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Monday 29 August 2022

An Old Man's Lament

 The Enemy

Age entwines 
Squeezing the tectonic plates
Of illness; creaking then cracking, 
Groaning the white’ning bones
Which hold soft tissue stiff.

Age invades;
Slowing the link between
The mind and tongue,
Blurring the sense of what’s abroad,
Worse still, of what’s to come

Age corrupts;
Poisoning the so-called will to live,
Rotting the sight, the strength, the grip
On what we hold most dear,
That gilds, within, our possibilities

Age foresees;
Death’s onset and oblivion,
The closing of that well set trap,
The end that is our nothingness
Forgotten by the others who survive.

As a sport it stinks

Proletariat yellow ducks doing nothing

The barely perceptible class war of the duck race

First prize at Hereford Rotary Club’s Duck Race on Sunday was £1000. Professional Bleeder and I went down to the Hungerford Bridge across the Wye to watch the action.

I say “action” advisedly. Ducks, when racing, make snails look like Formula 1. Of course these weren’t real ducks. They were plastic and not entirely convincing. True they had heads, necks and bodies but they lay in the water on their sides, seemingly dead to the world. 

Also they appeared to represent Britain’s class system. A smallish group, coloured dark green, went into the water first. Later some 5000 yellow ducks were added. We learned the greens were sponsored by businesses at £50 a pop, the yellows (£2 each) were the common herd – you and me. If anything, the yellows were deader than the greens.

Races require movement and it seemed this race would fail at the outset. Nothing was happening. Fortunately the gentlest of zephyrs stirred the competitors into some sort of competition – average speed 0.002 mph. A judge-cum-duck-handler waited patiently at the floating finishing line.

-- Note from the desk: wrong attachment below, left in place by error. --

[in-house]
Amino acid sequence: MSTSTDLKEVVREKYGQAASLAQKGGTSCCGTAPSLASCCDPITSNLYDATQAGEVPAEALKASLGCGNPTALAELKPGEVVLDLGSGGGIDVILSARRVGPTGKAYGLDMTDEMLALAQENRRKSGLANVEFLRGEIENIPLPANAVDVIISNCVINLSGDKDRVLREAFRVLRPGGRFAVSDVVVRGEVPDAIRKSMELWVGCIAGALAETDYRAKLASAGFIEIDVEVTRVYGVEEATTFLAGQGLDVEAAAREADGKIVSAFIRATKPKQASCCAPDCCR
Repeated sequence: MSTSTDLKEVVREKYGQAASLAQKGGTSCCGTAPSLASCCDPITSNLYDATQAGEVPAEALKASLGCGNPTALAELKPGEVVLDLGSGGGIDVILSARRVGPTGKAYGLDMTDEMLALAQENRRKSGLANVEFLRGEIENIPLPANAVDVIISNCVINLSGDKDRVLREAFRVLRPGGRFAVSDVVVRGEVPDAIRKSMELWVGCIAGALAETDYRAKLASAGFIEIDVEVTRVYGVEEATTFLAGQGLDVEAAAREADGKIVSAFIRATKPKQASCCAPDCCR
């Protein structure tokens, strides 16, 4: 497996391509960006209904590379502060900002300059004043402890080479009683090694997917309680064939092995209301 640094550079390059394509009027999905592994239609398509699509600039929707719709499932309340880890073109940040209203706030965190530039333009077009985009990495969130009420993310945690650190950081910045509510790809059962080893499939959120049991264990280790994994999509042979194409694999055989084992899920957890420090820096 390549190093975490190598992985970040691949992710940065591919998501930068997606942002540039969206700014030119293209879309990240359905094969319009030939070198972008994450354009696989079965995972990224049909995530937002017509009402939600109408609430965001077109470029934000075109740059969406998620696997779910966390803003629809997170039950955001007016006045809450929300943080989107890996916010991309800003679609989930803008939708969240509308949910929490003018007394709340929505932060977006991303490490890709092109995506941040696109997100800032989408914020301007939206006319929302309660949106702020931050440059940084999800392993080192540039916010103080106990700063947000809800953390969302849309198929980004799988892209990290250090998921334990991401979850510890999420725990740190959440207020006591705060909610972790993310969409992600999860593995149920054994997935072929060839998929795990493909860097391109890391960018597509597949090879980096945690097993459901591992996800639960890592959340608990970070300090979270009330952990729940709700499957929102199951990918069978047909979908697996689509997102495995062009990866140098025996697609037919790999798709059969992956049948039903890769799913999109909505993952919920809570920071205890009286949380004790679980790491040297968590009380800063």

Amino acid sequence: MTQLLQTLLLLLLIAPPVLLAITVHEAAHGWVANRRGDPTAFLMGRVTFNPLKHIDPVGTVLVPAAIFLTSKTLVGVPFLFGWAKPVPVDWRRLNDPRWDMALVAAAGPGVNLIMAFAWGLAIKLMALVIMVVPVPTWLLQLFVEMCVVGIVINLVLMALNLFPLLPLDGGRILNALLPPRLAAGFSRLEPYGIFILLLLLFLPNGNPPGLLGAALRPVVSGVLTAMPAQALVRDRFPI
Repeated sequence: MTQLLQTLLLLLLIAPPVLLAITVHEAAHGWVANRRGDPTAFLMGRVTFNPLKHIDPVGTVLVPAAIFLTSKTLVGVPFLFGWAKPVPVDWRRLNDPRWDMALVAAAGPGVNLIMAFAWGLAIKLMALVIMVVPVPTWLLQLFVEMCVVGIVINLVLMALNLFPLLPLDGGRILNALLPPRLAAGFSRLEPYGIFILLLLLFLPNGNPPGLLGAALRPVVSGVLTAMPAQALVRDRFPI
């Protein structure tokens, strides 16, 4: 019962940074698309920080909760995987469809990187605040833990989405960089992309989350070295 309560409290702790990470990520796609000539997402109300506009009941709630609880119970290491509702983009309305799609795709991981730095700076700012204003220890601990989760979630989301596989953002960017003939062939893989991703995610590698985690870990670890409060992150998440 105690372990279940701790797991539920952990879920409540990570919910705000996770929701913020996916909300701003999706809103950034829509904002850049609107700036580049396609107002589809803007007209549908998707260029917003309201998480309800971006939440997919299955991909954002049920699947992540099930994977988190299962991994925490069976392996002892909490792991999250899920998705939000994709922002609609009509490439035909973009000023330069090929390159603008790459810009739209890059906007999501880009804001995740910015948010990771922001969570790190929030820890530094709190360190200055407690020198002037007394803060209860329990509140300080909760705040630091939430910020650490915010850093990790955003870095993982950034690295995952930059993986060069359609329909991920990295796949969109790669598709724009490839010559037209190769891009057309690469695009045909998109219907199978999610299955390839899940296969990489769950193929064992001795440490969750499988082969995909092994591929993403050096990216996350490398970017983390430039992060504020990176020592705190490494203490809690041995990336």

After an interminable wait a green duck crept to within two metres of the line. But then the uniqueness of the duck race became apparent. Another gentle zephyr but from another direction! And the ducks all went into reverse.

Could this race last for ever? Meanwhile several greens were tangling themselves among weeds draped from the river bank.

Finally, a green duck touched the line and the judge raised his hand. The wind blew stronger and a phalanx of mixed colours reached the line simultaneously causing the judge to unship a fishing net and gather them up communally.

PB had planned a corned-beef hash. At the corner shop we were horrified to find corned beef costs £4.50 a tin. The hell with ducks.

Sunday 21 August 2022

Way to go, PB!

The "swanky" restaurant in Paris where the
Unsolicited Testmonial became physical

Purple hair isn't PB's only unusual attribute;
she is also part owner (a tiny part to be sure) of a
race horse, and is seen on TV (second from right) 

My elder daughter recently turned sixty. A few extra twists and turns in a life that has been all twists and turns and she could be retired like me. I find this strange.

Although presently impeccably respectable she has led a rackety working life. Cleaner at a recording studio then a police station, over a decade as a phlebotomist at the local hospital (hence her self-chosen blogonym – here on Tone Deaf – as Professional Bleeder), teacher’s assistant, then science teacher, now culinary technology specialist at a secondary school.

It isn’t then too surprising that, for reasons I won’t go into, her hair is artificially coloured light purple. And this has led her into the sparsely populated Land of the Unsolicited Testimonial.

It started locally among groups of teenage girls with whom, PB admits, she has little in common. “Love your hair,” they giggled. Often in droves. Same thing from a ticket collector at Kings Cross station in London.

Now it has spread to France, even that hive of sophistication, Paris, where PB broke her journey to our holiday villa. There she wandered, killing time. A young English couple took time off to pay the now familiar compliment. A young man of unknown origin struggled to do the same. At a “swanky” restaurant a waiter provided special attention.

On the return journey she opted for a very late lunch at the same restaurant and was told “It’s always time for lunch in France.” Then she was spotted by the waiter of a fortnight ago.

“You came back!” he said, in French.

“You remembered me,” she replied.

“You have purple hair,” he said.

On departure he kissed her on both cheeks, a French “first” for her.

To me, she admits, her French is improving.